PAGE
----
The spread between low-end averages is roughly the same as high-end averages. Among high-end average salaries, $81,000 in Akron, Ohio is the lowest. The difference to the highest DevOps engineer salary, $131,000 in San Francisco, is about $50,000. It’s also a $50,000 difference between the low-end averages: Bayamon, Puerto Rico offers $52,000 and San Francisco averaged $103,000.
This suggests that the market for DevOps engineers is competitive across the board, and no matter where you start your career, there’s a path forward for improving your salary. If you start your DevOps engineer career with limited experience, you can feel confident in improving your salary prospects through training and certification.
The difference between low-paid DevOps engineers and high-paid is greatest where they’re paid the least. The lowest of the low-end average salaries for DevOps engineers hovers around $59,000. In those cities, the difference to the highest of their high-end average counterparts is nearly $40,000. Compare that to cities where even low-paid DevOps engineers are paid north of $65,000, the spread between the lowest-paid and highest-paid is closer to $22,000.
This trend is a bit more complicated to figure out, but it seems to suggest that low-paying markets aren’t as discerning as high-paying markets. What it means to be a “DevOps engineer” could be more lax and less demanding in those markets, where they also pay lower salaries. That suggests that a brand-new DevOps engineer could start their career in those low average markets with relatively less training than in a more competitive market, but still look forward to upward mobility with increased experience and certifications.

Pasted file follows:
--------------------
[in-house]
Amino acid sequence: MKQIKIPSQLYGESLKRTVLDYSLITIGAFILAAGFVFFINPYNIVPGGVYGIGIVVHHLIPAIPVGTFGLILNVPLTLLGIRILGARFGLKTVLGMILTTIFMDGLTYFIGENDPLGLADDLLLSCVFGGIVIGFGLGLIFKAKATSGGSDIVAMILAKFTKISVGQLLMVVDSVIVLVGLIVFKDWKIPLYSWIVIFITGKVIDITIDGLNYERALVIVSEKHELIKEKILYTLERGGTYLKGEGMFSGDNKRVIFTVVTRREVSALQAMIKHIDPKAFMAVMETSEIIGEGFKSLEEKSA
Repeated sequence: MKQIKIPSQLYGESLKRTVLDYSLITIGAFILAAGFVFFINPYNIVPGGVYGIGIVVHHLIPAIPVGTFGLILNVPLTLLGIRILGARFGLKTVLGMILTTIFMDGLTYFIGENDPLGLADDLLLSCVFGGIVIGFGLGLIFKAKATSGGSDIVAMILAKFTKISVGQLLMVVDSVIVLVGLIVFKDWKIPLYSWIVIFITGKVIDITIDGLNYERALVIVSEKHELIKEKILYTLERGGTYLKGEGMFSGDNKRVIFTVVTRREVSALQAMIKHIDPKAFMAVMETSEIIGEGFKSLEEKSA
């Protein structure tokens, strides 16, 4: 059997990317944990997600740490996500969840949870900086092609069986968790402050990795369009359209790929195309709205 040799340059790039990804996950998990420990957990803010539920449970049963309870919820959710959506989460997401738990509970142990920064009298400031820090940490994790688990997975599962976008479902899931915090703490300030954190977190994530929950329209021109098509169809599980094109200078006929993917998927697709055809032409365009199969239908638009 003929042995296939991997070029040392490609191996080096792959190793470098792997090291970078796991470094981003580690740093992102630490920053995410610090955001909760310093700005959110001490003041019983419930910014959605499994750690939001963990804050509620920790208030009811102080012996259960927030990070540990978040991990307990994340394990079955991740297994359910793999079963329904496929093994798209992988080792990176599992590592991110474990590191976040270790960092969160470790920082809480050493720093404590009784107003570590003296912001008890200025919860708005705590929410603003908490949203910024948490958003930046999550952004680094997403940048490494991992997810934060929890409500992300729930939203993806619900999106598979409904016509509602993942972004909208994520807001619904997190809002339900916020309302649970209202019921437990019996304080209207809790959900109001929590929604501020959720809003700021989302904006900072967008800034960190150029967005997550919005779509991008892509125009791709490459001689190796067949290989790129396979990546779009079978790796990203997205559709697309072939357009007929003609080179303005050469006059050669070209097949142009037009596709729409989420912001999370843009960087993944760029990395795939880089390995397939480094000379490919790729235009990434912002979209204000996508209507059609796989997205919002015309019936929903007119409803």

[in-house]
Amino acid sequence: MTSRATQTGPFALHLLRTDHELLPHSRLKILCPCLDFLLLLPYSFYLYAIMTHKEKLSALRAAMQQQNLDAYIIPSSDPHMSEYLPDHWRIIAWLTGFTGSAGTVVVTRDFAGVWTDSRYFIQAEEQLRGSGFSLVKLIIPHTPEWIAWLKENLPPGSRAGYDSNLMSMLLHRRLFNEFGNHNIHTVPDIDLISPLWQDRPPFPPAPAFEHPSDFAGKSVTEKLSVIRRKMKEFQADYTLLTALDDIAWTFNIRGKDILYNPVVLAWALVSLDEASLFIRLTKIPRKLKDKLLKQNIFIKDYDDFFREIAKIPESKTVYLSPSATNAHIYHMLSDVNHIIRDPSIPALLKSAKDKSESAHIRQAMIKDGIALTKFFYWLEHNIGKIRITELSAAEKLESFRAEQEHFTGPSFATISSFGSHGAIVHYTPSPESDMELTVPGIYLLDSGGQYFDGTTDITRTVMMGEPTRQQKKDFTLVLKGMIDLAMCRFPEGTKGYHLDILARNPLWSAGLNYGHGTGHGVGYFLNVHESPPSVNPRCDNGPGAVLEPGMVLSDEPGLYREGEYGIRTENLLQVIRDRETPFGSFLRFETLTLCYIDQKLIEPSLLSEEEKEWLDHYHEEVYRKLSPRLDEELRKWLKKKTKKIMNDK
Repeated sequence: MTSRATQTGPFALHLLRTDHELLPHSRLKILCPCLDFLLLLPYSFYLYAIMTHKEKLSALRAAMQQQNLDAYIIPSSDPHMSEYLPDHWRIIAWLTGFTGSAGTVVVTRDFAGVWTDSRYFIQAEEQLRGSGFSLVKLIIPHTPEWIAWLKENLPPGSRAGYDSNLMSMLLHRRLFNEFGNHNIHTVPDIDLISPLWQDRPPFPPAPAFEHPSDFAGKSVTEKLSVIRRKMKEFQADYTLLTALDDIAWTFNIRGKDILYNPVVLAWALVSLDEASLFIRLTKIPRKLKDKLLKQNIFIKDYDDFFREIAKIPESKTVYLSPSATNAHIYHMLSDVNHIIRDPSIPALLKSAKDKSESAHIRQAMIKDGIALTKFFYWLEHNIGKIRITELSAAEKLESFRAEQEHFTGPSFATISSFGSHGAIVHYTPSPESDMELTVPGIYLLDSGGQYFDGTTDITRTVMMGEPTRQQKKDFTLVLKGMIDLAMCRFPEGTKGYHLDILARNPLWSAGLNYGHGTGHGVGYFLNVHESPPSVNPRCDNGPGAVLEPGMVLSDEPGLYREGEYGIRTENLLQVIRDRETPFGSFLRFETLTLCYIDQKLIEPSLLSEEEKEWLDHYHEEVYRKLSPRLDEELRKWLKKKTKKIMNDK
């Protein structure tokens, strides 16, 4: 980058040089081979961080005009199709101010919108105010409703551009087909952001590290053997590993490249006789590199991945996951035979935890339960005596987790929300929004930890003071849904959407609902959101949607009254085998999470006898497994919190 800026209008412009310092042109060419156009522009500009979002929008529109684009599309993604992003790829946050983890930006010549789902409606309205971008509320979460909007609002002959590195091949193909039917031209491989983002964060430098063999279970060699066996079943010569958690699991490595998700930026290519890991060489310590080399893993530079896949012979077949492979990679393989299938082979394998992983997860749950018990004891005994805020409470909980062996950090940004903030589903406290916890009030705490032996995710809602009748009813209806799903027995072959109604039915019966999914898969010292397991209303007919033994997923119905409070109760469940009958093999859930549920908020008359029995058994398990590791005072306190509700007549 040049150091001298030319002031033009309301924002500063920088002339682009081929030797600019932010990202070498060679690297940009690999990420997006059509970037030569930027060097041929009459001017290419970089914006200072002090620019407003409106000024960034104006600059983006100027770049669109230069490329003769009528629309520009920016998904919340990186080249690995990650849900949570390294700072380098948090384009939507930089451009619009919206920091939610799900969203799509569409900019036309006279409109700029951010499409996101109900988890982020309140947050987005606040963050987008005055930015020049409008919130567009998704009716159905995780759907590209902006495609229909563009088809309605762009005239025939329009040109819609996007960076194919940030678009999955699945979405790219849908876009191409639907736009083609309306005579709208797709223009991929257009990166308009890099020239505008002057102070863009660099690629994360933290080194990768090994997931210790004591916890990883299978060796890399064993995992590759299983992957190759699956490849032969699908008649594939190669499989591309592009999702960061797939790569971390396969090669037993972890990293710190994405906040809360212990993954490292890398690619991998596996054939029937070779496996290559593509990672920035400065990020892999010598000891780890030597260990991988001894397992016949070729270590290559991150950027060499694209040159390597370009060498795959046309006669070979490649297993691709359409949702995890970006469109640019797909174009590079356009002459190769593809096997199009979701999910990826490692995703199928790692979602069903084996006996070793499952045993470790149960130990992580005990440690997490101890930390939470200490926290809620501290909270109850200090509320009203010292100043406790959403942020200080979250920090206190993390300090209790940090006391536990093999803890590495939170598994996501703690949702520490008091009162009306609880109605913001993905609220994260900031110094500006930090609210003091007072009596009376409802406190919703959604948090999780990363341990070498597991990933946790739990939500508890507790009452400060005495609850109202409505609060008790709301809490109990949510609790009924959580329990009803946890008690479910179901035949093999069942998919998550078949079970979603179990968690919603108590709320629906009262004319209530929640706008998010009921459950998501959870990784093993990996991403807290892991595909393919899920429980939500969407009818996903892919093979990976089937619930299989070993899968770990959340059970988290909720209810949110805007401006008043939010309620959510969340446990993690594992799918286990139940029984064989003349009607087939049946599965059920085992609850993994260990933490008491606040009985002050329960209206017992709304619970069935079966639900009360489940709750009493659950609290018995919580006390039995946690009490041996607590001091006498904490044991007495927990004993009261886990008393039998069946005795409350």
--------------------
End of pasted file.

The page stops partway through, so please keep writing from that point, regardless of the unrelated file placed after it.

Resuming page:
4 Salary Considerations for DevOps Engineer
It doesn’t matter if you’re already working as a DevOps engineer, or you’re looking to land your first gig as one, there are always ways to improve your salary. Believe it or not, DevOps is still a young and poorly defined career field. There are many opportunities to clarify it for your company and justify raises and promotions. There are four things you can do to improve your salary prospects: learn DevOps tools, earn DevOps certifications, develop the right skills, and choose the right industry.
Experience Requirements for DevOps Engineer
The exact work experience that defines a DevOps engineer can be hard to nail down. They tend to command strong salaries because they have great soft skills on top of a foundation of deep technical knowledge. Because the skills and knowledge it takes to understand a company’s production lifecycle and then introduce the right tools and methodologies are rare and hard to define.
In many companies, a DevOps engineer is an agent of change. But often, they’re not authorized to make sweeping changes on their own, so they must also convince every stakeholder along the way. In that regard, experience navigating the politics within a company is an incredibly important experience requirement for a DevOps engineer.
Development teams and IT operations teams tend to have different skills and different goals, so a DevOps engineer often finds themselves playing a balancing act. That’s why robust experience in both backgrounds is so helpful for a DevOps engineer. It’s good to be friendly and a good communicator, but a DevOps engineer also has to draw on a deep well of knowledge of both development and operations to convince subject matter experts in those fields.
5 DevOps Tools You'll Need to Know
The heart of DevOps is simple: develop products faster and better, with fewer errors, as efficiently as possible, by marrying development with operations. A DevOps engineer who can shorten the life cycle of a product while providing continuous delivery and high quality can look forward to a salary in the triple digits. Getting there takes knowing many, many tools.
We won’t cover each tool, but we are going to cover five of the categories of tools a DevOps engineer has to know. The DevOps workflow loops back on itself, constantly improving all parts of the process. DevOps engineers who know tools for configuration management, deployment, logging and monitoring, build and development, and source code management are the best qualified, and the most likely to earn the best salary.
Configuration management DevOps tools